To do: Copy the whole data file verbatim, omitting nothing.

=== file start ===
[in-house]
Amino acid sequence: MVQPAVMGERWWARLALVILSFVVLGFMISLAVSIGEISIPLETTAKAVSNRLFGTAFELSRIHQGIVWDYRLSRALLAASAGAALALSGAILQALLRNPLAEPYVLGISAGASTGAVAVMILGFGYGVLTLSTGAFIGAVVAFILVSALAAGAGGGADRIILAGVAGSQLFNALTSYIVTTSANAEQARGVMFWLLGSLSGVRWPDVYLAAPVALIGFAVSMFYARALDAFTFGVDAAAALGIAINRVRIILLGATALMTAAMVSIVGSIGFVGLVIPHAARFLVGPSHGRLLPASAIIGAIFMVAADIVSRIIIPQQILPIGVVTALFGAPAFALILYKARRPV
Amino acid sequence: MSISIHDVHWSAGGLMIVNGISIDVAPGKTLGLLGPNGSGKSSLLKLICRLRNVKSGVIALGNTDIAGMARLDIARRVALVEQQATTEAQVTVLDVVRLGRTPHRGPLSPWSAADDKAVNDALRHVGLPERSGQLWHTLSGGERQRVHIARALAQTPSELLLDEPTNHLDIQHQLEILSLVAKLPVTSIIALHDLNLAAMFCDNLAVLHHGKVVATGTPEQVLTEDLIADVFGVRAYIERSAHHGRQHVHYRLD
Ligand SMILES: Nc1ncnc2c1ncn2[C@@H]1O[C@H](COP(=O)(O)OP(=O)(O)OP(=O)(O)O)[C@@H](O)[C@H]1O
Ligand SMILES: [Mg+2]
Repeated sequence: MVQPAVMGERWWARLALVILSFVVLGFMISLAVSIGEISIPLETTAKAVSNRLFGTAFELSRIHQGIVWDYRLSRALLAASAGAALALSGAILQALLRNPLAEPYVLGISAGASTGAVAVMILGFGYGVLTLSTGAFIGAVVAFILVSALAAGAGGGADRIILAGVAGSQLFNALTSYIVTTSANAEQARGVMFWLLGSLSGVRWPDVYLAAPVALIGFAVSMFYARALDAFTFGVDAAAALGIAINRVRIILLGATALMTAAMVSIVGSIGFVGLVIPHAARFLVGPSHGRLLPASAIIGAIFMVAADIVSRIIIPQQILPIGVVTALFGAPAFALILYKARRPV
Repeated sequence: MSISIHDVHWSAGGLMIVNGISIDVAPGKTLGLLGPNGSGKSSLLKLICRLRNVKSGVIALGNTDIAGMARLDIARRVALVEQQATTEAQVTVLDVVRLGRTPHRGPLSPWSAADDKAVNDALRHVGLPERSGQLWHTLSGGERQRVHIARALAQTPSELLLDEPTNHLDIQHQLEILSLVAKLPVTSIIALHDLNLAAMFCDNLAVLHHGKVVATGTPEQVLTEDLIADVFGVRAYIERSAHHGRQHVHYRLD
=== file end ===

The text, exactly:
[in-house]
Amino acid sequence: MVQPAVMGERWWARLALVILSFVVLGFMISLAVSIGEISIPLETTAKAVSNRLFGTAFELSRIHQGIVWDYRLSRALLAASAGAALALSGAILQALLRNPLAEPYVLGISAGASTGAVAVMILGFGYGVLTLSTGAFIGAVVAFILVSALAAGAGGGADRIILAGVAGSQLFNALTSYIVTTSANAEQARGVMFWLLGSLSGVRWPDVYLAAPVALIGFAVSMFYARALDAFTFGVDAAAALGIAINRVRIILLGATALMTAAMVSIVGSIGFVGLVIPHAARFLVGPSHGRLLPASAIIGAIFMVAADIVSRIIIPQQILPIGVVTALFGAPAFALILYKARRPV
Amino acid sequence: MSISIHDVHWSAGGLMIVNGISIDVAPGKTLGLLGPNGSGKSSLLKLICRLRNVKSGVIALGNTDIAGMARLDIARRVALVEQQATTEAQVTVLDVVRLGRTPHRGPLSPWSAADDKAVNDALRHVGLPERSGQLWHTLSGGERQRVHIARALAQTPSELLLDEPTNHLDIQHQLEILSLVAKLPVTSIIALHDLNLAAMFCDNLAVLHHGKVVATGTPEQVLTEDLIADVFGVRAYIERSAHHGRQHVHYRLD
Ligand SMILES: Nc1ncnc2c1ncn2[C@@H]1O[C@H](COP(=O)(O)OP(=O)(O)OP(=O)(O)O)[C@@H](O)[C@H]1O
Ligand SMILES: [Mg+2]
Repeated sequence: MVQPAVMGERWWARLALVILSFVVLGFMISLAVSIGEISIPLETTAKAVSNRLFGTAFELSRIHQGIVWDYRLSRALLAASAGAALALSGAILQALLRNPLAEPYVLGISAGASTGAVAVMILGFGYGVLTLSTGAFIGAVVAFILVSALAAGAGGGADRIILAGVAGSQLFNALTSYIVTTSANAEQARGVMFWLLGSLSGVRWPDVYLAAPVALIGFAVSMFYARALDAFTFGVDAAAALGIAINRVRIILLGATALMTAAMVSIVGSIGFVGLVIPHAARFLVGPSHGRLLPASAIIGAIFMVAADIVSRIIIPQQILPIGVVTALFGAPAFALILYKARRPV
Repeated sequence: MSISIHDVHWSAGGLMIVNGISIDVAPGKTLGLLGPNGSGKSSLLKLICRLRNVKSGVIALGNTDIAGMARLDIARRVALVEQQATTEAQVTVLDVVRLGRTPHRGPLSPWSAADDKAVNDALRHVGLPERSGQLWHTLSGGERQRVHIARALAQTPSELLLDEPTNHLDIQHQLEILSLVAKLPVTSIIALHDLNLAAMFCDNLAVLHHGKVVATGTPEQVLTEDLIADVFGVRAYIERSAHHGRQHVHYRLD